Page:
I know that my legs have become stronger. That’s what day after day of hiking with a 25 – 30 pound pack does. But, a lot can be said for the change in terrain. The ascents are not as great as they were in Maine and NH. Some complain about the rocks in Pennsylvania, but I have not found them to be any worse than Maine and NH, plus the terrain is flatter.

Boots Make a Difference

When I got to Port Clinton, PA, the boots I was wearing were worn out. The soles were peeling off and I could feel sharp rocks poking into my feet. I went to Hamburg, PA and got a new pair of Danner boots. By the time I got to Duncannon, 70 miles down the trail, my feet hurt so bad, I was limping on both feet. The Danners dug into my feet at several pressure points and almost crippled me.

On Labor Day, my niece, Laura, drove 2 hours from her home and took me back to Cabela’s in Hamburg (another 2 hours round trip) so I could exchange the boots. Cabelas gave me a refund for the muddy, wet boots with no questions asked. I got a pair a Keen boots, and they feel great, but I still have a couple sore spots from the Danner boots.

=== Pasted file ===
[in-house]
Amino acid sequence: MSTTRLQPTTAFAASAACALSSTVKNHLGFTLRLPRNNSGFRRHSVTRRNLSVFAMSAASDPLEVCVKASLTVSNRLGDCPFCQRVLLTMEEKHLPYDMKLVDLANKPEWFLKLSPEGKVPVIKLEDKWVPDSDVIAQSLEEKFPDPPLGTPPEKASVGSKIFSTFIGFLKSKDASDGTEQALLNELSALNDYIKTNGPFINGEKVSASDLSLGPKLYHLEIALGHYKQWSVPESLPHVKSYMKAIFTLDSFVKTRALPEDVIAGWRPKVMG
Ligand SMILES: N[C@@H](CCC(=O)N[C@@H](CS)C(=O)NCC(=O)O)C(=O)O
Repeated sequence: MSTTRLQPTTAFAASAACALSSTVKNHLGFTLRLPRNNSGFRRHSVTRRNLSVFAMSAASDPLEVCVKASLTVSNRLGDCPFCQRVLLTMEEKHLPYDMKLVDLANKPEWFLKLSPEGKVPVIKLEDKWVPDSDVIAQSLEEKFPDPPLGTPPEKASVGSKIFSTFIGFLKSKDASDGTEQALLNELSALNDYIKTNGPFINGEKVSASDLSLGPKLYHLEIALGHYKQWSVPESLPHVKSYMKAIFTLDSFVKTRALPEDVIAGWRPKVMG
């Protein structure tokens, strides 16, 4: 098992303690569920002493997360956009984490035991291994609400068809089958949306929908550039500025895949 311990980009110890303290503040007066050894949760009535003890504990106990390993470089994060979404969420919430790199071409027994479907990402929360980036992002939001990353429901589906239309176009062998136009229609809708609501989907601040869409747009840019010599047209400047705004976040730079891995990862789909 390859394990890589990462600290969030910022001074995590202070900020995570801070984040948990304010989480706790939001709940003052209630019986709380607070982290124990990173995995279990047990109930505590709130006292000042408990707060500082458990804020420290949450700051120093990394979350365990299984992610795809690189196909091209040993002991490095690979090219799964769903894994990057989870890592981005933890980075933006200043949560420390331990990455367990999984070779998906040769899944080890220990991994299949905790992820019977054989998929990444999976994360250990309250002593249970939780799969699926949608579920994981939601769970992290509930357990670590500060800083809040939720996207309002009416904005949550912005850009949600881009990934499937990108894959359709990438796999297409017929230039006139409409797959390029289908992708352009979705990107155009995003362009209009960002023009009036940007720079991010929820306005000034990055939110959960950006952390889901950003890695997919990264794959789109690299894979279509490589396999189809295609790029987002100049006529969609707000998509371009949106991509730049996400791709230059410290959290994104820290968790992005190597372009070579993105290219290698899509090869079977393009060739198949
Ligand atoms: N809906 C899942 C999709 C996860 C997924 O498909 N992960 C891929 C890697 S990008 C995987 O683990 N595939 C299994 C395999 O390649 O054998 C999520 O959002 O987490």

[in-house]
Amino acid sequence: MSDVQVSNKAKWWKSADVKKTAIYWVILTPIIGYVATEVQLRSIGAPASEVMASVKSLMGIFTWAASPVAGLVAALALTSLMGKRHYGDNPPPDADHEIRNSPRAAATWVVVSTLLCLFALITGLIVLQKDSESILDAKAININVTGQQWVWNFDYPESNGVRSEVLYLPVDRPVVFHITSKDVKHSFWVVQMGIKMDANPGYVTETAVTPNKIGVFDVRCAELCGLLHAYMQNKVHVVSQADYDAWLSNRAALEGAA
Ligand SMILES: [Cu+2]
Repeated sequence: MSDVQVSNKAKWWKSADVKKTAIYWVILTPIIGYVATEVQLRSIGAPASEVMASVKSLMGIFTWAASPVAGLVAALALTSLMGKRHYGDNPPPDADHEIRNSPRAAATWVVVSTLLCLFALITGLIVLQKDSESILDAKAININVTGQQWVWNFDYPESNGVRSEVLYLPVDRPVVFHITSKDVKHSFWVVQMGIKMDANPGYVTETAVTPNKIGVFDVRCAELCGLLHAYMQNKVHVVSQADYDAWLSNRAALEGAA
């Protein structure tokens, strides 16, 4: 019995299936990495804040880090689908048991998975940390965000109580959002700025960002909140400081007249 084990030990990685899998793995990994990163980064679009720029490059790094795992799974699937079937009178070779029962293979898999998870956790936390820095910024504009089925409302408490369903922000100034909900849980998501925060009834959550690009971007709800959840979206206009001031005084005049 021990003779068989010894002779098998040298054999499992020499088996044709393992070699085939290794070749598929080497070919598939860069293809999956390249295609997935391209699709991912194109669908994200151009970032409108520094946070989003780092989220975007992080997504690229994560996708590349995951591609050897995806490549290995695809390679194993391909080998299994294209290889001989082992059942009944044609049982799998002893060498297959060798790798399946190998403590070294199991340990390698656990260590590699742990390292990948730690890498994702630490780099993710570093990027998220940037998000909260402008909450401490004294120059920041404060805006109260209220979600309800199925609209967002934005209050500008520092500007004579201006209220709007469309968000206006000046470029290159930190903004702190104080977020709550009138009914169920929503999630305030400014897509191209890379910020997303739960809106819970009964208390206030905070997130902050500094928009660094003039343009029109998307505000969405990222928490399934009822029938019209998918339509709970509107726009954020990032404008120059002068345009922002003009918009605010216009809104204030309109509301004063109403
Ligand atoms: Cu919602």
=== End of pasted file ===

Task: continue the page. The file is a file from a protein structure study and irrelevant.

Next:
I really appreciated Laura being there for me and sacrificing her Labor Day Holiday to spend with me. We had breakfast and lunch together and had a lot of time to visit and talk during the drive. Then we went for a hike together on the AT through the streets of Duncannon.

Solo Hiker

Old Timer and I hiked more or less together for 700 miles. He was faster than I was, so he ended up at the next shelter before me every day. Unfortunately, he had to leave the trail due to a leg injury and will not be able to return this year. He plans to finish the trail as a section hiker over the next couple years.

I am alone most of the days while hiking. Sometimes at shelters, I run into people I’ve previously met and we catch up on who is still on the trail and where they are. I do not mind being alone and do not feel the need for companionship. At several of the shelters I have been alone at night and have enjoyed the solitude. It is really quiet – no snoring (other than my own) and no rustling on squeeky air mattresses.